But of course:
Obamacare’s twice-delayed employer mandate will hit low-wage workers the hardest, according to a study released Friday.

The Robert Wood Johnson Foundation and the Urban Institute released a report examining the effects of repealing the employer mandate or moving ahead. The employer mandate peg of the health care law will barely affect the uninsured rate, researchers found.
Bill de Blasio has paid back the teachers unions that helped install him as mayor. And the New York City taxpayers are picking up the tab.
One reason school reform is such a long, hard slog is because unions have learned to wait out reformers until one of their allies gets back into political power. Witness what's unfolding now in New York City, where new Mayor Bill de Blasio is walking back a decade of reforms and blowing out the bank on teacher pay.

Unions refused to negotiate for five years with former mayor Michael Bloomberg, and their refusal has paid off. Union chief Michael Mulgrew stood next to Mr. de Blasio in announcing a new contract and said he couldn't "thank the mayor enough."

And no wonder. The deal includes an 8% retroactive raise plus a 10% cumulative bump from 2013 through 2018. The 19.5% compounded pay increase will boost the starting salary to $54,411 from $45,530 and the maximum to $119,565 from $100,049. Teachers will also get a $1,000 signing bonus for approving the contract that rewards their recalcitrance.

The raises will cost the city $5.5 billion, and Mr. de Blasio is touting some $1.3 billion in savings from health care. But the contract includes no employee contributions for premiums, though most American workers pay 20% to 30% of their health costs. The specific cuts will be determined later, which may mean never.
P.J. O'Rourke offers a very good brief history of Russia. He concludes,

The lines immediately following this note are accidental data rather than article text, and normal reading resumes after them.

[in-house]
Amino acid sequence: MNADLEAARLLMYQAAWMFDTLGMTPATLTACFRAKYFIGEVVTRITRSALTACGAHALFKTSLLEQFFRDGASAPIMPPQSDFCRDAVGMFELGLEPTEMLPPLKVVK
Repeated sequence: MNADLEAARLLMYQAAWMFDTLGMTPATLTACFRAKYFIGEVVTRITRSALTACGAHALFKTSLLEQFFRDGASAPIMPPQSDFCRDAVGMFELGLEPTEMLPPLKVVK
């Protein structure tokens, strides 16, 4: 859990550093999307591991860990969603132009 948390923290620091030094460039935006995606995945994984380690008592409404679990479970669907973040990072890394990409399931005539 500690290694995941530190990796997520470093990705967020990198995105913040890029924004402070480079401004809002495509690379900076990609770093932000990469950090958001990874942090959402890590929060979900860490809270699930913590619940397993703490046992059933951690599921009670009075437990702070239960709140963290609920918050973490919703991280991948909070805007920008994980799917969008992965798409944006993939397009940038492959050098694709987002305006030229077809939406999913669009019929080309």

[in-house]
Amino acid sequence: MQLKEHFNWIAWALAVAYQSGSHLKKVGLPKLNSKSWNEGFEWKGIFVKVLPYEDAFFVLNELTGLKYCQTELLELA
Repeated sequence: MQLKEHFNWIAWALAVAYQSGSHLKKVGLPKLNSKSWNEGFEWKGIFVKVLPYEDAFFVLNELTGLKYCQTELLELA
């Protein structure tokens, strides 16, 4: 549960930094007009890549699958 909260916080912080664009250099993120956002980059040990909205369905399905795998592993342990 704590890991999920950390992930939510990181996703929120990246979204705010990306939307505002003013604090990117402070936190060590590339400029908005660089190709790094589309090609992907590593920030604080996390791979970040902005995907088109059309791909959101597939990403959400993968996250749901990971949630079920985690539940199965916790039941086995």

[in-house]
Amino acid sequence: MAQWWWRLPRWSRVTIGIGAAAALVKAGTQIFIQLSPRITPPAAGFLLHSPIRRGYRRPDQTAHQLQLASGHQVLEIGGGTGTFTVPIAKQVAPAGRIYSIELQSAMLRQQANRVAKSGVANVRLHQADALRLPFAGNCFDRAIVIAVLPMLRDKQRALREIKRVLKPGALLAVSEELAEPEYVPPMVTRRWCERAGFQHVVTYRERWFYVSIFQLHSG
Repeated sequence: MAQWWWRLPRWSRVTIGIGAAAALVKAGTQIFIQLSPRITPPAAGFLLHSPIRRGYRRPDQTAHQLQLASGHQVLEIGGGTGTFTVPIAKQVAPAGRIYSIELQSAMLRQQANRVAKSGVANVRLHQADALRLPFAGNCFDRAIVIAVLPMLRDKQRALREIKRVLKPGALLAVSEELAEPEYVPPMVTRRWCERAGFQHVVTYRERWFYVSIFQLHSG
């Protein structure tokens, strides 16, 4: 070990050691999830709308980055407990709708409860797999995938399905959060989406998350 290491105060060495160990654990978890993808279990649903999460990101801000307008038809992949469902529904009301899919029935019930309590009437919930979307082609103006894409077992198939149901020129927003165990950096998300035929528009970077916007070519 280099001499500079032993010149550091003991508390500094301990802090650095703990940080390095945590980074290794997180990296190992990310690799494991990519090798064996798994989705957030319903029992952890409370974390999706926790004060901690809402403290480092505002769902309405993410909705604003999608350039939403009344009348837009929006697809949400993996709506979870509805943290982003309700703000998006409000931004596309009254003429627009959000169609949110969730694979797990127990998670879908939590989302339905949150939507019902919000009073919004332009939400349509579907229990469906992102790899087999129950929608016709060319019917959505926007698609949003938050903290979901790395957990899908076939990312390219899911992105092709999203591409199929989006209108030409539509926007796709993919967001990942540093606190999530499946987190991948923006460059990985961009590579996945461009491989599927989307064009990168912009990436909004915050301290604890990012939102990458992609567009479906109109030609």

So the international sanctions aren’t working—don’t worry! If 1,000 years of Russian screw-ups are anything to go by, it won’t be long before Vladimir Putin brings himself down.

Eleanor Clift plumbs new depths of stupidity. If this is a new Democratic talking point on Benghazi, they might want to rethink it fast.

I agree that the GOP should absolutely not use Benghazi for a fundraising hook, but the Democrats are not credible with their complaints. Trey Gowdy reminds us of the Democrats' "selective amnesia" on fundraising.
“They raised money on Sandy Hook, they raised money on Katrina, they raised money on Iraq and Afghanistan,” Gowdy told Fox host Chris Wallace.

“It would be helpful if our colleagues on the other side of the aisle did not have selective amnesia when it comes to what’s appropriate to raise money off of and what’s not,” Gowdy said
Let's face it. Both parties will leap on tragedies as an excuse to fundraise. But that doesn't make it right. And the GOP have to behave as Caesar's wife because they know how the media will portray whatever they do.

Is our lawyer bubble about to burst? We can hope so, but don't hold your breath for a commensurate decline in our regulatory state.